Anyone hoping to get an idea of how many Church of England traditionalists may abandon the Mother Church for Rome in disgust and despair over women bishops may have to wait a little longer.
What has already been a long-drawn out affair will be delayed a further six months after the CoE Revision Committee, tasked with looking at how women bishops can be accommodated, decided the matter would not be debated at next month’s General Synod, the Church’s parliament.
A poor response to the committee’s October suggestion resulted in it effectively being told to think again, pushing back the timetable. Under Church law, the new proposal can now not be discussed until the next General Synod – in July.
That slightly threw the spanner in the works of those traditionalists who were planning to announce whether they were to take up Pope Benedict’s offer in his “Apostolic Constitution” of a Roman home for disaffected Anglicans. Benedict issued a document last October opening the door for conversion by whole groups of disaffected Anglicans while allowing them to maintain some English traditions (including married clergy).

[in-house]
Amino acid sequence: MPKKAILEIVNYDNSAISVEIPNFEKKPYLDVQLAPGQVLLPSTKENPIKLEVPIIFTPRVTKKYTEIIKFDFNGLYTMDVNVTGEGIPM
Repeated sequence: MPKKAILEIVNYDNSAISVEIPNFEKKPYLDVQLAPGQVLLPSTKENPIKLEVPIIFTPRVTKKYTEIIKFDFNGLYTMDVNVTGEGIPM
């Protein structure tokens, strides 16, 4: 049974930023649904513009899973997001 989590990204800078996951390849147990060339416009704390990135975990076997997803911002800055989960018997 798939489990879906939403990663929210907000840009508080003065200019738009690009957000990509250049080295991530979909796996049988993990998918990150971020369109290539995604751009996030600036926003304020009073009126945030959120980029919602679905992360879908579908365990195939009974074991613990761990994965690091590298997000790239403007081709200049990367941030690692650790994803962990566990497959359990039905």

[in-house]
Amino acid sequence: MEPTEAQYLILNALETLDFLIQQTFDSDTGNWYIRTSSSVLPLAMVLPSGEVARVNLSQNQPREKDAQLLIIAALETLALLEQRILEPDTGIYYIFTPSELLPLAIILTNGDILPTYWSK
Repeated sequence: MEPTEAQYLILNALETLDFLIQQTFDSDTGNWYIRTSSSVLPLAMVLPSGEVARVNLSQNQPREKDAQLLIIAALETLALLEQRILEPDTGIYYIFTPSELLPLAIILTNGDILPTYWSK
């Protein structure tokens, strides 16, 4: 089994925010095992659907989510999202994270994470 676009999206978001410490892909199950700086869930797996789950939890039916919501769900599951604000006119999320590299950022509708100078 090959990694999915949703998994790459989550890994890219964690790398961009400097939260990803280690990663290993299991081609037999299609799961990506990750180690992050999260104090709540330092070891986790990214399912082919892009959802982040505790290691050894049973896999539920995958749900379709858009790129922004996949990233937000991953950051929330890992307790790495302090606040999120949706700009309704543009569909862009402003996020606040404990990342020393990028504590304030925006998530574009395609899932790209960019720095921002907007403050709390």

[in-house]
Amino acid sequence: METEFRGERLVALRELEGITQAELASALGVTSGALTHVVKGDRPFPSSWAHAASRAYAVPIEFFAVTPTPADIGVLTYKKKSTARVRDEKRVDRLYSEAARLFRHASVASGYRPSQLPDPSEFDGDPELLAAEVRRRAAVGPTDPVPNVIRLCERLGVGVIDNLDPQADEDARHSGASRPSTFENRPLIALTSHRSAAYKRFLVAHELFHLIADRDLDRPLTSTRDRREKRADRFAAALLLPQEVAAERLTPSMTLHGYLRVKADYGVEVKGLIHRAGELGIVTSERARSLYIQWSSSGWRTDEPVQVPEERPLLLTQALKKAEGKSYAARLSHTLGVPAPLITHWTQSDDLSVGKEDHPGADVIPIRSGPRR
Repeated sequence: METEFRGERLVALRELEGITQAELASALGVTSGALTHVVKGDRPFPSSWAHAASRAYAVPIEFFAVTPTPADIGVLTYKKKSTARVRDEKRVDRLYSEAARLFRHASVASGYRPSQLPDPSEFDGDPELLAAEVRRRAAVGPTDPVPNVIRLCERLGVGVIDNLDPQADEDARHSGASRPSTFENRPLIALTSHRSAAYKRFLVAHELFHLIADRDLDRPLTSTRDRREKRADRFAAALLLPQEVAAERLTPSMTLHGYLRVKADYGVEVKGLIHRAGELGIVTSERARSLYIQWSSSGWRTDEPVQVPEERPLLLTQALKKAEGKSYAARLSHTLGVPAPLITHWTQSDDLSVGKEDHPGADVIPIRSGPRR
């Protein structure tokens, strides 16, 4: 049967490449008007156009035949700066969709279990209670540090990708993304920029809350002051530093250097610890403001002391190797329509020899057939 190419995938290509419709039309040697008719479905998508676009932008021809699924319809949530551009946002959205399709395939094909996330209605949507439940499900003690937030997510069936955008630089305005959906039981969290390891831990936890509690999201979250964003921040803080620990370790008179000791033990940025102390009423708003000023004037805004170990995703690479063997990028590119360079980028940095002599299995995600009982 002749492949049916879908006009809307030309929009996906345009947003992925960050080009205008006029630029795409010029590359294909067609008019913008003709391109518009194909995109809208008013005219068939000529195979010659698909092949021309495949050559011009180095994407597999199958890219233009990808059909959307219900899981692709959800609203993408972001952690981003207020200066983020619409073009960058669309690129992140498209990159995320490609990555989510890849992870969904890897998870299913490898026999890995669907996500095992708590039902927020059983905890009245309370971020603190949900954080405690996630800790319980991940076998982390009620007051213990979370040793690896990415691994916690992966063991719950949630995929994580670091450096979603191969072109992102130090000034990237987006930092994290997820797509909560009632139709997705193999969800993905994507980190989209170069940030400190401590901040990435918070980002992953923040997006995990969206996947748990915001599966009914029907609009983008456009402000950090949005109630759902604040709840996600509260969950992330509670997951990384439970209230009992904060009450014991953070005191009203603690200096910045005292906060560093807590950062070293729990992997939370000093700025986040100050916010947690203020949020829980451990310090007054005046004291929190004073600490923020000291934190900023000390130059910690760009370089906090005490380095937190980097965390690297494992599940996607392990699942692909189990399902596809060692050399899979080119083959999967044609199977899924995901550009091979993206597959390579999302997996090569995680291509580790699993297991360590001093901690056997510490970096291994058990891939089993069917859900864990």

The traditionalist group Forward in Faith (FiF), which opposes the ordination of women priests and bishops, had warned that about 12 bishops in England would “swim the Tiber.” Actual numbers and names were to be revealed immediately after the February synod.